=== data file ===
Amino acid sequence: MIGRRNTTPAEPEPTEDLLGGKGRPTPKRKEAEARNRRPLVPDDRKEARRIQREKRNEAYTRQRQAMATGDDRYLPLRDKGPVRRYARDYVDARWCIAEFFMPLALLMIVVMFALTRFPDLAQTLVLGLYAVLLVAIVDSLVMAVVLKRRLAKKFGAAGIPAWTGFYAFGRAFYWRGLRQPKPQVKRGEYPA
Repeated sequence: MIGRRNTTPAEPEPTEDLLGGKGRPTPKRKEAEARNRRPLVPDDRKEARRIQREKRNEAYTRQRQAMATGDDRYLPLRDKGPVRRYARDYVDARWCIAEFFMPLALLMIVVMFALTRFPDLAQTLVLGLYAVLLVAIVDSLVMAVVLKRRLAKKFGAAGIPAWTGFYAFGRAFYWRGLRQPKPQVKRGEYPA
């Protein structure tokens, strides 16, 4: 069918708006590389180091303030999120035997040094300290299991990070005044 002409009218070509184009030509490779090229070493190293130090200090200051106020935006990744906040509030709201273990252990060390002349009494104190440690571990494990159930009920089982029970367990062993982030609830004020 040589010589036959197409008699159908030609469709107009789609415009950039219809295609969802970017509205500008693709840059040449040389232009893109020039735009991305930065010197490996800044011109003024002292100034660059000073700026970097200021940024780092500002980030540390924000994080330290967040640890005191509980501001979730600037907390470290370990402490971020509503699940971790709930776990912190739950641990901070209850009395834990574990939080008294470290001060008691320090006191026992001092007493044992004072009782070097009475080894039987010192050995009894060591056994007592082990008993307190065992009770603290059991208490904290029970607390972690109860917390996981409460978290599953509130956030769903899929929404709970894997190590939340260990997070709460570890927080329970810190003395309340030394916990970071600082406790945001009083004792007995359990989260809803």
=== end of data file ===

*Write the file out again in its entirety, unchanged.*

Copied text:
Amino acid sequence: MIGRRNTTPAEPEPTEDLLGGKGRPTPKRKEAEARNRRPLVPDDRKEARRIQREKRNEAYTRQRQAMATGDDRYLPLRDKGPVRRYARDYVDARWCIAEFFMPLALLMIVVMFALTRFPDLAQTLVLGLYAVLLVAIVDSLVMAVVLKRRLAKKFGAAGIPAWTGFYAFGRAFYWRGLRQPKPQVKRGEYPA
Repeated sequence: MIGRRNTTPAEPEPTEDLLGGKGRPTPKRKEAEARNRRPLVPDDRKEARRIQREKRNEAYTRQRQAMATGDDRYLPLRDKGPVRRYARDYVDARWCIAEFFMPLALLMIVVMFALTRFPDLAQTLVLGLYAVLLVAIVDSLVMAVVLKRRLAKKFGAAGIPAWTGFYAFGRAFYWRGLRQPKPQVKRGEYPA
């Protein structure tokens, strides 16, 4: 069918708006590389180091303030999120035997040094300290299991990070005044 002409009218070509184009030509490779090229070493190293130090200090200051106020935006990744906040509030709201273990252990060390002349009494104190440690571990494990159930009920089982029970367990062993982030609830004020 040589010589036959197409008699159908030609469709107009789609415009950039219809295609969802970017509205500008693709840059040449040389232009893109020039735009991305930065010197490996800044011109003024002292100034660059000073700026970097200021940024780092500002980030540390924000994080330290967040640890005191509980501001979730600037907390470290370990402490971020509503699940971790709930776990912190739950641990901070209850009395834990574990939080008294470290001060008691320090006191026992001092007493044992004072009782070097009475080894039987010192050995009894060591056994007592082990008993307190065992009770603290059991208490904290029970607390972690109860917390996981409460978290599953509130956030769903899929929404709970894997190590939340260990997070709460570890927080329970810190003395309340030394916990970071600082406790945001009083004792007995359990989260809803």